But even so, I think that you will not have to remain without a solution if you trust in things that are like the ones my eyes are now resting upon. If you trust in Nature, in the small things that hardly anyone sees and that can so suddenly become huge, immeasurable; if you have this love for what is humble and try very simply, as someone who serves, to win the confidence of what seems poor: then everything will become easier for you, more coherent and somehow more reconciling, not in your conscious mind perhaps, which stays behind, astonished, but in your innermost awareness, awakeness, and knowledge.

You are so young, so much before all beginning, and I would like to beg you, dear Sir, as well as I can, to have patience with everything unresolved in your heart and to try to love the questions themselves as if they were locked rooms or books written in a very foreign language. Don’t search for the answers, which could not be given to you now, because you would not be able to live them. And the point is, to live everything. Live the questions now. Perhaps then, someday far in the future, you will gradually, without even noticing it, live your way into the answer. Perhaps you do carry within you the possibility of creating and forming, as an especially blessed and pure way of living; train yourself for that – but take whatever comes, with great trust, and as long as it comes out of your will, out of some need of your innermost self, then take it upon yourself. Rainer Maria Rilke, from “Letters to a Young Poet”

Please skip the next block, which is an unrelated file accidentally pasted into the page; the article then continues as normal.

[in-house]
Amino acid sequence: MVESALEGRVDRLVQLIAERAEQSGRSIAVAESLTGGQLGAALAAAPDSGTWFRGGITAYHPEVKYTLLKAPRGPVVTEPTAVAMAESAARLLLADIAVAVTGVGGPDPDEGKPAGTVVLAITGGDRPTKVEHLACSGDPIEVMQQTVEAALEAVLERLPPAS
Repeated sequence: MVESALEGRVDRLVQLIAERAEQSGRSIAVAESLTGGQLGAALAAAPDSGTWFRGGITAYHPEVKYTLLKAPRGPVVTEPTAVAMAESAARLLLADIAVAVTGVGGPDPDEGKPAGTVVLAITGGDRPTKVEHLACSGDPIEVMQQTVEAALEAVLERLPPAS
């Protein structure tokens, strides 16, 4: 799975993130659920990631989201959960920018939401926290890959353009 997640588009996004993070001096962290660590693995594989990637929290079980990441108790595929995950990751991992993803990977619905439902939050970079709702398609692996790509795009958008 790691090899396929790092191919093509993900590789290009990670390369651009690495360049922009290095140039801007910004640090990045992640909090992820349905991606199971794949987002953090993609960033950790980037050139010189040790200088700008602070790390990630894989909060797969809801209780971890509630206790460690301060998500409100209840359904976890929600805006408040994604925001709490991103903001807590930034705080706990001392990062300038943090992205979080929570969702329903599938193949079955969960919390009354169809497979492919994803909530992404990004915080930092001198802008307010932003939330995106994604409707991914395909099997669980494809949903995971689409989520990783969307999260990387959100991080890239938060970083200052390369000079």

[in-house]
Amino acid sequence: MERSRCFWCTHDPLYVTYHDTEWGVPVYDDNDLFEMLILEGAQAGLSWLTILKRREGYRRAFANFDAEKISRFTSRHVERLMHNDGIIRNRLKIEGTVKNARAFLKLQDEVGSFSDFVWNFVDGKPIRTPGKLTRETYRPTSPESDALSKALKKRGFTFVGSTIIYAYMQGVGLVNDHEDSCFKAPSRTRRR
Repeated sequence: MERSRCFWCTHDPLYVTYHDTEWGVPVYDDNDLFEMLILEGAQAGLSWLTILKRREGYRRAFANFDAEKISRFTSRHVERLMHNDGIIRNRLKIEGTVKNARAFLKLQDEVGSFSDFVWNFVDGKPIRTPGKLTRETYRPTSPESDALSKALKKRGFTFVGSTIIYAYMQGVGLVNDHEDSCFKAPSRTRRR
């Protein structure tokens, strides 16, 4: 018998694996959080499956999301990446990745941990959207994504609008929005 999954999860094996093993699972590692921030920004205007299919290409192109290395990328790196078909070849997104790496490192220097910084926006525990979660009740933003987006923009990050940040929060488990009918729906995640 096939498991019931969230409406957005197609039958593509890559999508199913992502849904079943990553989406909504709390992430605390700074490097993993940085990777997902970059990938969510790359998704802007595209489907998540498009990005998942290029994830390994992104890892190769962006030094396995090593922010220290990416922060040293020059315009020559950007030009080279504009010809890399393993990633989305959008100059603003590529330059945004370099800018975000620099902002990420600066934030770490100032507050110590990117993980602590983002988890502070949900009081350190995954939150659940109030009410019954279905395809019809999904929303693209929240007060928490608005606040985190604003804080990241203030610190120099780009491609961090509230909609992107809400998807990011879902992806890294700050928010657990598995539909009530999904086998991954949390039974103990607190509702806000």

I would now invite you to sit with what we have discussed today and consider some of the following questions.

  • What do I / these parts of myself need?
  • How do I create a safe container for these parts of self to be seen, heard, and held?
  • Who in my life can I reach out to talk to about what has come up for me?
  • What would a metaphor for these parts of self be?
  • Acknowledging that looking at these parts of self sent to the shadows can be challenging what is something you need in this moment to ground yourself / recognize the tender places you allowed your mind to venture in an intentional and caring way.
  • If looking at these parts of self with a caring eye was difficult what is something you can do for yourself now as a form of self-care / compassion?
  • Create / write spontaneously and with a curious mind, see what comes up.

As you feel called create an art response and / or a written response to this podcast based on the questions above or any others that have come up for you. If you have any questions or want additional resources please feel free to contact me.

I will close in a way that is now becoming a bit of a ritual for me in these recordings, which allows me to feel that I am creating a safe a sacred space not only for Julie and I as we record but for everyone who has listened.
This is a time of change, stretching edges, uncomfortable feelings, and growth.
Remember that everyday is a process and we bring different versions of ourself to each day / moment of the day.Be gentle with yourself, strive for effort and intention as opposed to perfection.


Epstein, M. (2014). The Trauma of Everyday Life. New York, NY: Penguin Books.
Rilke, Rainer Maria, 1875-1926. (1992). Letters to a Young Poet. San Rafael, CA:New World Library
Weller, F. (2015). The Wild Edge of Sorrow: Rituals of Renewal and the Sacred Work of Grief. Berkeley, CA: North Atlantic Books.